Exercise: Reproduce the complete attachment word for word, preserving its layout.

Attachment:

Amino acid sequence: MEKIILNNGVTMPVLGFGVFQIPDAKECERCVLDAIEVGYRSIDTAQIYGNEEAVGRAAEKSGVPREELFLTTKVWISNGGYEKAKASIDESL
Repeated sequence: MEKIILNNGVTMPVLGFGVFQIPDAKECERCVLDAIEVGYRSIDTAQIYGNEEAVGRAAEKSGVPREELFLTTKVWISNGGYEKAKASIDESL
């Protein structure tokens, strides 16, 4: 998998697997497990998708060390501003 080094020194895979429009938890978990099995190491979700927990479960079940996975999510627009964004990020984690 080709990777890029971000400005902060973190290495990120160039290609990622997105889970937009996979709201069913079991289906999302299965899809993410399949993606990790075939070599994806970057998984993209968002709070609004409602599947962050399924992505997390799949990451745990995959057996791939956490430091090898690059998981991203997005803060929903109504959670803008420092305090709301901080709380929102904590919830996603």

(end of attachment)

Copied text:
Amino acid sequence: MEKIILNNGVTMPVLGFGVFQIPDAKECERCVLDAIEVGYRSIDTAQIYGNEEAVGRAAEKSGVPREELFLTTKVWISNGGYEKAKASIDESL
Repeated sequence: MEKIILNNGVTMPVLGFGVFQIPDAKECERCVLDAIEVGYRSIDTAQIYGNEEAVGRAAEKSGVPREELFLTTKVWISNGGYEKAKASIDESL
């Protein structure tokens, strides 16, 4: 998998697997497990998708060390501003 080094020194895979429009938890978990099995190491979700927990479960079940996975999510627009964004990020984690 080709990777890029971000400005902060973190290495990120160039290609990622997105889970937009996979709201069913079991289906999302299965899809993410399949993606990790075939070599994806970057998984993209968002709070609004409602599947962050399924992505997390799949990451745990995959057996791939956490430091090898690059998981991203997005803060929903109504959670803008420092305090709301901080709380929102904590919830996603």